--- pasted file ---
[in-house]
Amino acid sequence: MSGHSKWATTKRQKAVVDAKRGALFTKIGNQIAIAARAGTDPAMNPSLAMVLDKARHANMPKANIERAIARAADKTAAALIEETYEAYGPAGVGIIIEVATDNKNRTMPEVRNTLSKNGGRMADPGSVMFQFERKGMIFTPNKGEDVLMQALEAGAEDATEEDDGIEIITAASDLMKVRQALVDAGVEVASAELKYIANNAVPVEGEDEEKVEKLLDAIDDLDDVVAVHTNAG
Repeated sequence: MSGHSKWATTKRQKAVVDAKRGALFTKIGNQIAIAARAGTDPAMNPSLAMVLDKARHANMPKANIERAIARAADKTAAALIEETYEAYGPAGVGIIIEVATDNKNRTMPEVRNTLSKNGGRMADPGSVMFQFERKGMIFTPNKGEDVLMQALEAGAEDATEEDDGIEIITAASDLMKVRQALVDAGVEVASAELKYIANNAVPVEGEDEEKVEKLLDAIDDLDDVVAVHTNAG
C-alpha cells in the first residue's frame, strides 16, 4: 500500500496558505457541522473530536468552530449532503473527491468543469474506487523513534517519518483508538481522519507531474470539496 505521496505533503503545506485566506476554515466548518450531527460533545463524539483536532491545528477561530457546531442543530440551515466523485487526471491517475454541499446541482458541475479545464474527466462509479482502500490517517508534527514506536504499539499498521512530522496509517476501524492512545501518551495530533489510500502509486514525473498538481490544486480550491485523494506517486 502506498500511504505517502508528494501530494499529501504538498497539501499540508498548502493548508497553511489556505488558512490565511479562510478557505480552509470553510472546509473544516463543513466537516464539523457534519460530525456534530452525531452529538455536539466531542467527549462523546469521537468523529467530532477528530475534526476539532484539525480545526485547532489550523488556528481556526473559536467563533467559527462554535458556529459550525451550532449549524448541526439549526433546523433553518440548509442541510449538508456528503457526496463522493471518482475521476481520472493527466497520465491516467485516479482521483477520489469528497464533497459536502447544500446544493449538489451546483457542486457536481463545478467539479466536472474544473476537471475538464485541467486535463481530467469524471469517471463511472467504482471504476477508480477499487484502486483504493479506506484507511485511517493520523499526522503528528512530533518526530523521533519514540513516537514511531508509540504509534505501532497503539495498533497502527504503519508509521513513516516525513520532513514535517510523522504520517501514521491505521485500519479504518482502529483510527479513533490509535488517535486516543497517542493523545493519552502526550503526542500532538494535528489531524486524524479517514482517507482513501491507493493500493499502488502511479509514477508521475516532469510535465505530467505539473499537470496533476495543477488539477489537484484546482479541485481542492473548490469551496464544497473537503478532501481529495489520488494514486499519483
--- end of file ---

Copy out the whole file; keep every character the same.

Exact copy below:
[in-house]
Amino acid sequence: MSGHSKWATTKRQKAVVDAKRGALFTKIGNQIAIAARAGTDPAMNPSLAMVLDKARHANMPKANIERAIARAADKTAAALIEETYEAYGPAGVGIIIEVATDNKNRTMPEVRNTLSKNGGRMADPGSVMFQFERKGMIFTPNKGEDVLMQALEAGAEDATEEDDGIEIITAASDLMKVRQALVDAGVEVASAELKYIANNAVPVEGEDEEKVEKLLDAIDDLDDVVAVHTNAG
Repeated sequence: MSGHSKWATTKRQKAVVDAKRGALFTKIGNQIAIAARAGTDPAMNPSLAMVLDKARHANMPKANIERAIARAADKTAAALIEETYEAYGPAGVGIIIEVATDNKNRTMPEVRNTLSKNGGRMADPGSVMFQFERKGMIFTPNKGEDVLMQALEAGAEDATEEDDGIEIITAASDLMKVRQALVDAGVEVASAELKYIANNAVPVEGEDEEKVEKLLDAIDDLDDVVAVHTNAG
C-alpha cells in the first residue's frame, strides 16, 4: 500500500496558505457541522473530536468552530449532503473527491468543469474506487523513534517519518483508538481522519507531474470539496 505521496505533503503545506485566506476554515466548518450531527460533545463524539483536532491545528477561530457546531442543530440551515466523485487526471491517475454541499446541482458541475479545464474527466462509479482502500490517517508534527514506536504499539499498521512530522496509517476501524492512545501518551495530533489510500502509486514525473498538481490544486480550491485523494506517486 502506498500511504505517502508528494501530494499529501504538498497539501499540508498548502493548508497553511489556505488558512490565511479562510478557505480552509470553510472546509473544516463543513466537516464539523457534519460530525456534530452525531452529538455536539466531542467527549462523546469521537468523529467530532477528530475534526476539532484539525480545526485547532489550523488556528481556526473559536467563533467559527462554535458556529459550525451550532449549524448541526439549526433546523433553518440548509442541510449538508456528503457526496463522493471518482475521476481520472493527466497520465491516467485516479482521483477520489469528497464533497459536502447544500446544493449538489451546483457542486457536481463545478467539479466536472474544473476537471475538464485541467486535463481530467469524471469517471463511472467504482471504476477508480477499487484502486483504493479506506484507511485511517493520523499526522503528528512530533518526530523521533519514540513516537514511531508509540504509534505501532497503539495498533497502527504503519508509521513513516516525513520532513514535517510523522504520517501514521491505521485500519479504518482502529483510527479513533490509535488517535486516543497517542493523545493519552502526550503526542500532538494535528489531524486524524479517514482517507482513501491507493493500493499502488502511479509514477508521475516532469510535465505530467505539473499537470496533476495543477488539477489537484484546482479541485481542492473548490469551496464544497473537503478532501481529495489520488494514486499519483